CNN clearly wants to wow viewers with the whiz-bang: the “data wall,” the “election matrix,” the “sentiment analysis” of the “Twittersphere,” the exit poll 3-D doodads that from time to time crowd Ali Velshi out of the shot entirely. But what I am watching—really, watching—is Wolf Blitzer. Wandering the set. With pen and notepad. (A human foil, sort of, for all the high-tech stuff).

Early in the evening, Blitzer was on it. Ordering us to “stand by.” Announcing “we’re about to make projections,” and then…making those projections. Like this one, at 8 p.m.:

“CNN projects that the Democratic candidate, Chris Coons, will be the next U.S. Senator from the state of Delaware, beating Christine O’Donnell. Everyone remembers Christine O’Donnell, the candidate who said she was not a witch. She is not going to be a United States senator, at least for now, either.


Soon after 9 p.m., as Florida’s newest senator, Republican Marco Rubio, finished his victory speech, Blitzer weighed in effusively, calling Rubio “a very attractive and impressive young man who’s got a huge future.” (A personal projection?)

Also attractive to Blitzer: CNN’s Ali Velshi, as he fought to remain visible amid the floating exit poll data presented in colorful Lego-like stacks (the “little chiclets,” as Velshi called them). “I can’t even get behind that because it’s so big,” Velshi protested at one point, sidestepping a tall mound of “chiclets” apparently depicting that “89% of respondents say that the economy is not so good or poor.”

“You look good behind those walls,” Blitzer reassured Velshi, soon thereafter adding, “Stand by.”

Of Nikki Haley’s gubernatorial victory in South Carolina, Blitzer informed viewers that “her parents are Indians from India.”

Here’s Blitzer talking about Pennsylvania, just after 11p.m.: “It looks like this one will have to be decided the old-fashioned way, by the actual votes being counted.”

And, Blitzer on CNN’s “sentiment analysis” (read: reading tweets): “Twitter! What can we learn from the latest tweets that have been sent out?” We can learn, as John King explained at one point, after “a look at the conversation in the Twittersphere,” that “in “Rand Paul’s home state of Kentucky, 28%, a plurality, of the tweets about the Tea Party today were negative.” Huh.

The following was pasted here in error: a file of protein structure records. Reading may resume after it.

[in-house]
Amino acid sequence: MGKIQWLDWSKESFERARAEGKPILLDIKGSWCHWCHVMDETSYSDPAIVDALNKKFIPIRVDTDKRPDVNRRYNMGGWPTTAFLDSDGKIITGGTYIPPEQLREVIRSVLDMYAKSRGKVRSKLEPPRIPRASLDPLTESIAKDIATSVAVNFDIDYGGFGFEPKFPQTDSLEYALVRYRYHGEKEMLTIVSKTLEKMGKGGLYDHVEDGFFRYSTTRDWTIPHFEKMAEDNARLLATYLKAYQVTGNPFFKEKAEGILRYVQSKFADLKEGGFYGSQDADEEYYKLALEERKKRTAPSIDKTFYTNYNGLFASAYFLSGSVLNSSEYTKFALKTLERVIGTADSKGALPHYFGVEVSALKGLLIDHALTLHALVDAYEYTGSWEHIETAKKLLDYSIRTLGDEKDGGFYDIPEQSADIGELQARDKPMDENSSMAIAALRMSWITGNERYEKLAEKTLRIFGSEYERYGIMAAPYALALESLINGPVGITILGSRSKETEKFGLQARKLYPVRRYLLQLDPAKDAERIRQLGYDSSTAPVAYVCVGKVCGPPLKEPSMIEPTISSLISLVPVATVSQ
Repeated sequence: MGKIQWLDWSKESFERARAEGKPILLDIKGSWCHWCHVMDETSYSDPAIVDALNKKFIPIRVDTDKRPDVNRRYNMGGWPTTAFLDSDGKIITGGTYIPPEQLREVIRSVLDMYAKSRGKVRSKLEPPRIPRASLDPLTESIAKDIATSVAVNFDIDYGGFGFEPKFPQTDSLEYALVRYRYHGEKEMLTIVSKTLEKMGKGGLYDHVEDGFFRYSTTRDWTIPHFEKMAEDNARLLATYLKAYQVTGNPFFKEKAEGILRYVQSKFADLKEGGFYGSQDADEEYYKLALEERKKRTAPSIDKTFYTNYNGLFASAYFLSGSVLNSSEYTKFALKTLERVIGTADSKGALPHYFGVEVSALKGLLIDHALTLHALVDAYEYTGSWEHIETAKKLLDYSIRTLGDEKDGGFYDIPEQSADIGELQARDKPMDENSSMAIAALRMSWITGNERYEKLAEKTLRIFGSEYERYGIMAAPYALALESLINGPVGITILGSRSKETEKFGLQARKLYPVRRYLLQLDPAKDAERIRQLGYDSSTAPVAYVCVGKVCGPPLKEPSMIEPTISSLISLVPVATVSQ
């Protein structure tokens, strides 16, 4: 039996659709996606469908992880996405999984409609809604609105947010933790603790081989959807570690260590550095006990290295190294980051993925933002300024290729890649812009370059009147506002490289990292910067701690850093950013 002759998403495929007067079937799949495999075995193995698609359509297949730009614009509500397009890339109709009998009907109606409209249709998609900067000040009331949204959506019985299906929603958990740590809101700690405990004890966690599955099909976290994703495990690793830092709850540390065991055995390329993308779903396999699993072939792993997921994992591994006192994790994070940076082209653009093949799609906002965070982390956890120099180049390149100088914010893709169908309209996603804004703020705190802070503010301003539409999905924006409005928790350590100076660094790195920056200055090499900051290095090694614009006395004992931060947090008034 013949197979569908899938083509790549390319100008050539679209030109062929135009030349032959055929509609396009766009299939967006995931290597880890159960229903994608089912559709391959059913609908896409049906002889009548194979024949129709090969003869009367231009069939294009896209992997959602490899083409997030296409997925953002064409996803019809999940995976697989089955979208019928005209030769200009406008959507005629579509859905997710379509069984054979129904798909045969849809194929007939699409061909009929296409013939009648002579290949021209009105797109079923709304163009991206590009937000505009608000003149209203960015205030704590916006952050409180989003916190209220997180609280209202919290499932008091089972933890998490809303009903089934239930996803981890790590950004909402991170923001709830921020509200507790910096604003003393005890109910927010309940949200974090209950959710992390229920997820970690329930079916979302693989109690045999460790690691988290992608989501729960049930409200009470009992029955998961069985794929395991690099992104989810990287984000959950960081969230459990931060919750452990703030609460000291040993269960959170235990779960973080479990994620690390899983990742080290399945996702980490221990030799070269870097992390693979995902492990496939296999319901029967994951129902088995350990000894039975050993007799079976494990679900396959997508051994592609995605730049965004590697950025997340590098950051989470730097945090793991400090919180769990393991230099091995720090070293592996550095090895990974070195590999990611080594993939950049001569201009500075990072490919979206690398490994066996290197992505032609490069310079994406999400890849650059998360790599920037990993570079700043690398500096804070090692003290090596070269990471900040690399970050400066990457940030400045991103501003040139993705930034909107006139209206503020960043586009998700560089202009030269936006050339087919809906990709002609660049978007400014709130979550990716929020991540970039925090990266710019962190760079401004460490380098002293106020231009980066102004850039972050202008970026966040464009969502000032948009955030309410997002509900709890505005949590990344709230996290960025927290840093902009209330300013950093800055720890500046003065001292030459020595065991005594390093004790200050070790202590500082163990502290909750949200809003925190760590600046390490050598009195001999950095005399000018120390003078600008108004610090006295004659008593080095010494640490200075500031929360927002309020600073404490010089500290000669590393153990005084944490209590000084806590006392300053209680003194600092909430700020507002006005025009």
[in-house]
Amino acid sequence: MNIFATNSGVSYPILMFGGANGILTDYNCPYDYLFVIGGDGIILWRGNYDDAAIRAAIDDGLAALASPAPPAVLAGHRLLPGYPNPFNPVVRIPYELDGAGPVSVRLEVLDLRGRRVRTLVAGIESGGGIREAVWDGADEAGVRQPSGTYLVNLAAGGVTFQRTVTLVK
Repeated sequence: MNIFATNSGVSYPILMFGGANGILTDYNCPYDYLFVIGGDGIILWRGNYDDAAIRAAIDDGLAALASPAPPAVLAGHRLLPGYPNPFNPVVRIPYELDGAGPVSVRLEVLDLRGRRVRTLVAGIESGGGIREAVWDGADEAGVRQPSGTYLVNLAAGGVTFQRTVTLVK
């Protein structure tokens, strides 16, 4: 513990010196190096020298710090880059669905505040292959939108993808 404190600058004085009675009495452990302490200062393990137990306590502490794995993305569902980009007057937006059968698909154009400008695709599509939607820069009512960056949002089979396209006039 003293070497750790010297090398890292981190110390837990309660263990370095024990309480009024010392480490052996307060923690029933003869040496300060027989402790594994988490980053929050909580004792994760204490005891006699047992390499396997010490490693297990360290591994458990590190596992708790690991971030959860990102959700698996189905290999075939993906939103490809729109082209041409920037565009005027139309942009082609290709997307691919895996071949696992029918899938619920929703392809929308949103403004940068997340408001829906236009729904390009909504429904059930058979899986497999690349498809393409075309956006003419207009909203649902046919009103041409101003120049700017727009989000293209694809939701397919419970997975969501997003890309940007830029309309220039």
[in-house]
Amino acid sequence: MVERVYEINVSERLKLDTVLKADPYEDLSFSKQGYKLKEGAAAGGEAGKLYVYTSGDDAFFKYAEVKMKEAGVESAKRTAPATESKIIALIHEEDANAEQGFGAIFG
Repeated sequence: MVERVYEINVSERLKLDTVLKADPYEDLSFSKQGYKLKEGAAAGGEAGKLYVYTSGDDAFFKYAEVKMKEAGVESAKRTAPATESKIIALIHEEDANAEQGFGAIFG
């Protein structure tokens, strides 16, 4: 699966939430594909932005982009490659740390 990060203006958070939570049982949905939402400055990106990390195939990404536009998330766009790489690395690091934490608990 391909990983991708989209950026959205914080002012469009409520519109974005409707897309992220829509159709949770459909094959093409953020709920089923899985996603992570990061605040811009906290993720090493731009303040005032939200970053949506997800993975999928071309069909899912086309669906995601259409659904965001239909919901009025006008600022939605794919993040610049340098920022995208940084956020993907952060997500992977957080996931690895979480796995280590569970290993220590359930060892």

Here’s another “sentiment” I found “in the Twittersphere:”

Election Night: Between Spitzer, Gergen & Carville, the CNN panel looks like the Cantina Scene from Star Wars

- Liz Cox Barrett

MSNBC and Fox News

So, my election night was spent flicking between MSNBC and Fox News; my surf along the Republican wave guided by the blustery Keith Olbermann and his panel of MSNBC big names for some returns, and by Fox’s Megyn Kelly and Bret Baier for others. As you might expect, it was like dinner with the Montagues and Capulets; two households alike in indignity with very different takes on the dishes being served.

Interestingly, it was MSNBC that proved the more exciting broadcast, if also the more abrasive and combative. With a navy blue theme for its well-produced graphics, and Chuck Todd sliding through maps and figures on what appeared to be an oversized (and uncooperative) iPad, MSNBC populated its panel with the channel’s popular prime timers and contributors: Olbermann in the middle, Chris Matthews and Rachel Maddow on either side, Eugene Robinson in the mix, and Lawrence O’Donnell on the end—“because your show is the latest.” (Ed Schultz was on duty in Nevada.) Unsurprisingly, everything came with a “Dems are doing better than expected spin,” and plenty of snark for some of the more colorful Republican candidates—Olbermann cut to Christine O’Donnell’s concession speech with a short, “Get your popcorn.” Was not the only snarky Olbermann comment of the evening, but to be fair, it was pretty entertaining. Pass the butter.

CJR Staff is a contributor to CJR.